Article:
Pennsylvania Republicans Ask Supreme Court to Halt Mail Voting Extension

The Associated Press
The Associated Press

Pennsylvania Republicans on Monday asked the U.S. Supreme Court to halt a state court ruling which extended its mail ballot deadline for November’s presidential election.

The Hill reports:

In their Monday filing, top officials from Pennsylvania’s GOP-held legislature asked the U.S. Supreme Court to pause the ruling while they formally appeal to the justices.

“In the middle of an ongoing election, the Supreme Court of Pennsylvania has altered the rules of the election and extended the 2020 General Election beyond the ‘Time’ established by the state legislature,” they wrote. “In doing so, the Supreme Court of Pennsylvania has violated federal law and the federal Constitution.”

Earlier in September, Pennsylvania House Majority Leader Kerry Benninghoff (R) told Breitbart News Saturday that state Republicans would sue to block the ruling, saying the extension would create “opportunities for fraud” that could benefit Democrat White House nominee Joe Biden.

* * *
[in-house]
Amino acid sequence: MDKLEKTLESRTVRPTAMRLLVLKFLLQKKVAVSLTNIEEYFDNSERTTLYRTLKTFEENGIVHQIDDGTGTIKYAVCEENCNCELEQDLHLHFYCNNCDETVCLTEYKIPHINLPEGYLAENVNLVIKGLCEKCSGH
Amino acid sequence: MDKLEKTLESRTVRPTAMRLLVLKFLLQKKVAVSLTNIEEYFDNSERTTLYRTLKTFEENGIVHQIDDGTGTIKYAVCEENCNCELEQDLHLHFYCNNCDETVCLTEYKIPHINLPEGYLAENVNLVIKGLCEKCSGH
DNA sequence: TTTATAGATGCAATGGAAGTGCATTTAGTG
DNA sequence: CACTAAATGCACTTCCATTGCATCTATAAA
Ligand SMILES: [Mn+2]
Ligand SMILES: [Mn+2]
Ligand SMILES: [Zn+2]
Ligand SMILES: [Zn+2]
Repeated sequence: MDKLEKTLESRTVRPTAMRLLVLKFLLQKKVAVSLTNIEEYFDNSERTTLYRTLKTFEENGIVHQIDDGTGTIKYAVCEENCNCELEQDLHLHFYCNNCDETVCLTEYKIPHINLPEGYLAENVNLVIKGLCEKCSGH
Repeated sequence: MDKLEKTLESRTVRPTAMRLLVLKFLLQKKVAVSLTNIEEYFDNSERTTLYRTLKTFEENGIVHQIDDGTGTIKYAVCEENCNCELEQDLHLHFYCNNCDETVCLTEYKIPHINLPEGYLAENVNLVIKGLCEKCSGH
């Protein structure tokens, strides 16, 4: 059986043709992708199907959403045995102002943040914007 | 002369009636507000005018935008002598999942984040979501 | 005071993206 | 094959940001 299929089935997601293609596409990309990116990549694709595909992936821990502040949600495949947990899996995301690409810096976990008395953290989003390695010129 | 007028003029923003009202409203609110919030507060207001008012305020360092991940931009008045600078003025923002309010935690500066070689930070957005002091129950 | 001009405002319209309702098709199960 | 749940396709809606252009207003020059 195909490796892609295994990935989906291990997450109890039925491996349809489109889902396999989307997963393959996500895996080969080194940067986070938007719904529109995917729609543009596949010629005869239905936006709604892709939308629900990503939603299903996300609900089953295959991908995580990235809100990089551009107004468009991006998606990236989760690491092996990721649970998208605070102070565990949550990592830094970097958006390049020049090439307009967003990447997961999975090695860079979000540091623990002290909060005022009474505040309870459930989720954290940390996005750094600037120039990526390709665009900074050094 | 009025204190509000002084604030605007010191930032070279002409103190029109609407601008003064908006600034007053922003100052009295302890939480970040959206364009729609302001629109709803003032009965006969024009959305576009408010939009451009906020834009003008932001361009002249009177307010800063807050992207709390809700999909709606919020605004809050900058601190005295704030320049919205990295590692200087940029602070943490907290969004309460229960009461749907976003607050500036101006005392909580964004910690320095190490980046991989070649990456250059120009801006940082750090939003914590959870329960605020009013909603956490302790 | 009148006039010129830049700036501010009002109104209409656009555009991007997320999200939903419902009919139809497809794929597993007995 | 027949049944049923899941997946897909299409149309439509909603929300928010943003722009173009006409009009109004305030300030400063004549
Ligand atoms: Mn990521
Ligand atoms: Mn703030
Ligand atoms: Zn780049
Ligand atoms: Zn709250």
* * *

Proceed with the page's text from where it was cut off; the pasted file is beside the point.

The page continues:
“We are going to seek every option possible, that’s legislative or appealing to the higher courts,” Benninghoff said at the time. “Anything that we pass through legislation has to get the endorsement of the governor, and he’s throwing a lot of vetoes, and I suspect he would veto anything that he put out to change this.”

“This is what he wanted, and he’s wanted to count ballots for weeks or two after the election,” he lawmaker added. “We think that is wrong, and we are in the process currently as I speak, preparing as I say, a motion for stay of that directive by a citizen to the Supreme Court. In addition, we will be doin our very best to file in the federal courts; election law is a universal right of Pennsylvanians and Americans, and they should secure it to the best of their ability and not go along with this 5-2 Democrat mandated majority of the courts said in their ruling.”

A federal appeals court on Sunday temporarily halted a six-day extension for counting absentee ballots in Wisconsin‘s presidential election, a momentary victory for Republicans and President Donald Trump in the key presidential battleground state.

As it stands, ballots will now be due by 8 p.m. on Election Day. A lower court judge had sided with Democrats and their allies to extend the deadline until Nov. 9. Democrats sought more time as a way to help deal with an expected historic high number of absentee ballots.

The Associated Press contributed to this report. 


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